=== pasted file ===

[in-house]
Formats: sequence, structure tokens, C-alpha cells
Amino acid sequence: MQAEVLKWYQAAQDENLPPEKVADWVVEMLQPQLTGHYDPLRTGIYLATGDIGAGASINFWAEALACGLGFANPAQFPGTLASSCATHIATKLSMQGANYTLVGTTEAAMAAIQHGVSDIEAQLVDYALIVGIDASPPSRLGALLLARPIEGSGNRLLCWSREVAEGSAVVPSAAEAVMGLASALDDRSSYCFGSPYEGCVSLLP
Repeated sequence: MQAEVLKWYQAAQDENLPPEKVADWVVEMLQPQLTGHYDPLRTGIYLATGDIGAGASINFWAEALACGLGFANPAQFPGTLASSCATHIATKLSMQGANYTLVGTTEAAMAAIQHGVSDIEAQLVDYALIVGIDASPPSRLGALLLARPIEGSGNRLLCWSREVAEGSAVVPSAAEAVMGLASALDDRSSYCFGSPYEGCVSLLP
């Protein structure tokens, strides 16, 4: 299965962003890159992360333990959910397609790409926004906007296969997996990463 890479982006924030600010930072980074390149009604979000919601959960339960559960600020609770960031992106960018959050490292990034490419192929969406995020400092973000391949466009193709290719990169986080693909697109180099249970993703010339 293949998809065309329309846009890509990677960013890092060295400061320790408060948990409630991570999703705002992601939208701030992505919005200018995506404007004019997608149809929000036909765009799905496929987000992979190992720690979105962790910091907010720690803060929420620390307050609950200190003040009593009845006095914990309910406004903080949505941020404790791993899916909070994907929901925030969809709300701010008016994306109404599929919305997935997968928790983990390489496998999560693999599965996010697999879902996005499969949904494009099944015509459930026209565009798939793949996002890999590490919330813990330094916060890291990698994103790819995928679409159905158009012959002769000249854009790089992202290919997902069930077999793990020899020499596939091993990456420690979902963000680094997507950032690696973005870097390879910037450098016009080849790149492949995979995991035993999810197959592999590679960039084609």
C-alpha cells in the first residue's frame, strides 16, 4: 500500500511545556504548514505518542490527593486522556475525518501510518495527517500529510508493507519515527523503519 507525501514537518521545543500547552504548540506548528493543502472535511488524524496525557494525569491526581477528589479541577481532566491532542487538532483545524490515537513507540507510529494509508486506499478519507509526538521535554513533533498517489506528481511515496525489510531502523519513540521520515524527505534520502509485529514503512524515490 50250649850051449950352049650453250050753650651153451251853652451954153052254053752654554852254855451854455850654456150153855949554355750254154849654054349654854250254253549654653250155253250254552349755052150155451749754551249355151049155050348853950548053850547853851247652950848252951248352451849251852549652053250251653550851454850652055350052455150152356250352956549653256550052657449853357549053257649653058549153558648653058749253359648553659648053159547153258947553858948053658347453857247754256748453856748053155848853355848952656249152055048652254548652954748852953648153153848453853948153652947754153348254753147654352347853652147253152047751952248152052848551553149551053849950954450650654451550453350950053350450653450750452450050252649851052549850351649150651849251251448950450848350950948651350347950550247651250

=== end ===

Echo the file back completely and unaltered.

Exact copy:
[in-house]
Formats: sequence, structure tokens, C-alpha cells
Amino acid sequence: MQAEVLKWYQAAQDENLPPEKVADWVVEMLQPQLTGHYDPLRTGIYLATGDIGAGASINFWAEALACGLGFANPAQFPGTLASSCATHIATKLSMQGANYTLVGTTEAAMAAIQHGVSDIEAQLVDYALIVGIDASPPSRLGALLLARPIEGSGNRLLCWSREVAEGSAVVPSAAEAVMGLASALDDRSSYCFGSPYEGCVSLLP
Repeated sequence: MQAEVLKWYQAAQDENLPPEKVADWVVEMLQPQLTGHYDPLRTGIYLATGDIGAGASINFWAEALACGLGFANPAQFPGTLASSCATHIATKLSMQGANYTLVGTTEAAMAAIQHGVSDIEAQLVDYALIVGIDASPPSRLGALLLARPIEGSGNRLLCWSREVAEGSAVVPSAAEAVMGLASALDDRSSYCFGSPYEGCVSLLP
């Protein structure tokens, strides 16, 4: 299965962003890159992360333990959910397609790409926004906007296969997996990463 890479982006924030600010930072980074390149009604979000919601959960339960559960600020609770960031992106960018959050490292990034490419192929969406995020400092973000391949466009193709290719990169986080693909697109180099249970993703010339 293949998809065309329309846009890509990677960013890092060295400061320790408060948990409630991570999703705002992601939208701030992505919005200018995506404007004019997608149809929000036909765009799905496929987000992979190992720690979105962790910091907010720690803060929420620390307050609950200190003040009593009845006095914990309910406004903080949505941020404790791993899916909070994907929901925030969809709300701010008016994306109404599929919305997935997968928790983990390489496998999560693999599965996010697999879902996005499969949904494009099944015509459930026209565009798939793949996002890999590490919330813990330094916060890291990698994103790819995928679409159905158009012959002769000249854009790089992202290919997902069930077999793990020899020499596939091993990456420690979902963000680094997507950032690696973005870097390879910037450098016009080849790149492949995979995991035993999810197959592999590679960039084609």
C-alpha cells in the first residue's frame, strides 16, 4: 500500500511545556504548514505518542490527593486522556475525518501510518495527517500529510508493507519515527523503519 507525501514537518521545543500547552504548540506548528493543502472535511488524524496525557494525569491526581477528589479541577481532566491532542487538532483545524490515537513507540507510529494509508486506499478519507509526538521535554513533533498517489506528481511515496525489510531502523519513540521520515524527505534520502509485529514503512524515490 50250649850051449950352049650453250050753650651153451251853652451954153052254053752654554852254855451854455850654456150153855949554355750254154849654054349654854250254253549654653250155253250254552349755052150155451749754551249355151049155050348853950548053850547853851247652950848252951248352451849251852549652053250251653550851454850652055350052455150152356250352956549653256550052657449853357549053257649653058549153558648653058749253359648553659648053159547153258947553858948053658347453857247754256748453856748053155848853355848952656249152055048652254548652954748852953648153153848453853948153652947754153348254753147654352347853652147253152047751952248152052848551553149551053849950954450650654451550453350950053350450653450750452450050252649851052549850351649150651849251251448950450848350950948651350347950550247651250